As in the case with other biological needs, it’s the nurture of sexuality that can lead to either abuse or neglect, with either extreme creating a climate for suffering in one’s self or others.  Exploitative sex is hard to paint as natural and healthy and consistent with Christian love.  But a couple of mature teenagers who responsibly make the decision to have their first encounter with each other have created, in all likelihood, a beautifully awkward moment in their lives.  They will remember it forever.  Likewise, two people who have sexual histories that end up forming a relationship are almost always going to have sex.  It’s pretty much imminent, even if they try to resist temptation for a time.  Unnecessary moral standards only cause needless shame and guilt that offer no clear spiritual benefit.  Obedience for the sake of obedience is just not something that we do nowadays: there has to be a clear personal benefit.

The problem in Christian circles is that young people still have sex without doing so responsibly.  Using birth control and protection is tantamount to sinful intent, which is why they tend to have irresponsible sex.  This shows us that the Christian attitude toward sex has to change.  Instead of emphasizing a repression of the desire, the church could talk about how sex is most fulfilling when love and physicality come together.  Maybe the church could talk about the consequences of irresponsible sex, and how any encounter can lead to pregnancy.  This could include discussing the repercussions of promiscuity or infidelity.  Or perhaps the church could talk about how the decision to have sex will alter a person’s life forever; once you create the appetite, you can never go back.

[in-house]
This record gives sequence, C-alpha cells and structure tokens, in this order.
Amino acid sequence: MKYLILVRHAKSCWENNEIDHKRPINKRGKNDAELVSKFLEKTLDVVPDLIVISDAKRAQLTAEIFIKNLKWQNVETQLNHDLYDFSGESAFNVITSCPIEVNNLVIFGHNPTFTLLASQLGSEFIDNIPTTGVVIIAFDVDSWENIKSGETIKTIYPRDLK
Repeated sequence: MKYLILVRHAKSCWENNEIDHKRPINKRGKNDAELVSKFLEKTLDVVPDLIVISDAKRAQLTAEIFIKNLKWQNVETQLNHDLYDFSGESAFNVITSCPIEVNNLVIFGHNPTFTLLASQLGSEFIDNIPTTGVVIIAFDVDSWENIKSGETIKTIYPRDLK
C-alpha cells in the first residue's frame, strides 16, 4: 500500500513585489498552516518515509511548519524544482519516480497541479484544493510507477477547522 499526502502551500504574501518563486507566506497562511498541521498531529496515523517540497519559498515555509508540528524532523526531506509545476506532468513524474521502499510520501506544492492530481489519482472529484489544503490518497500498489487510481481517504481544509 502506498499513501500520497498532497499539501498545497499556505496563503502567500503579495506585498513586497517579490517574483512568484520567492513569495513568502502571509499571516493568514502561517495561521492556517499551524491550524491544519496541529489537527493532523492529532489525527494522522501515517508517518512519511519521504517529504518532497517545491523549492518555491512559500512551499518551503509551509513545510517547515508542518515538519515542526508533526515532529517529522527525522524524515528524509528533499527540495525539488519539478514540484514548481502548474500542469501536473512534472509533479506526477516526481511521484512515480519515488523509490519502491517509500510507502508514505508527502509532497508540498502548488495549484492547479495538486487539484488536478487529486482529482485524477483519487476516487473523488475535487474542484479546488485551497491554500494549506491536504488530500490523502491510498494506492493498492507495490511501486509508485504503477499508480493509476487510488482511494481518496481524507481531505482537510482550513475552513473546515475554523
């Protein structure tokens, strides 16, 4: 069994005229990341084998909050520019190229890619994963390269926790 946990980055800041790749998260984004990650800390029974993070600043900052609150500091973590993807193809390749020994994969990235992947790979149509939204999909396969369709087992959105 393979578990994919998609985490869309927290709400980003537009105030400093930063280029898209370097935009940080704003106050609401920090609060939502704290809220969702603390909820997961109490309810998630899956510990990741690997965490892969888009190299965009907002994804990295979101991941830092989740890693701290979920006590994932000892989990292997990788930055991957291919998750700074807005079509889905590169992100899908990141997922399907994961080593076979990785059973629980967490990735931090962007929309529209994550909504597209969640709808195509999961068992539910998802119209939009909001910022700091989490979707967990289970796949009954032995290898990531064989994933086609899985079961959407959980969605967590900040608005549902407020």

If you’re engaging in the activity, you have to be prepared for the consequences.  In other words, maybe it’s not a good idea to have sex with someone you can’t envision yourself having a child with.  But the last thing a church should do is draw a hard line when it comes to sex and label all sex outside of marriage as sinful.  It just might not be ideal for some people, since disease, unwanted pregnancy and emotional turmoil are the inherent risks.  But it’s still the free choice to make one’s own decisions that matters—something that we should never lose sight of.  And Christians should acknowledge that sexual exploration is a normal and healthy part of human development even if this is experienced outside of marriage.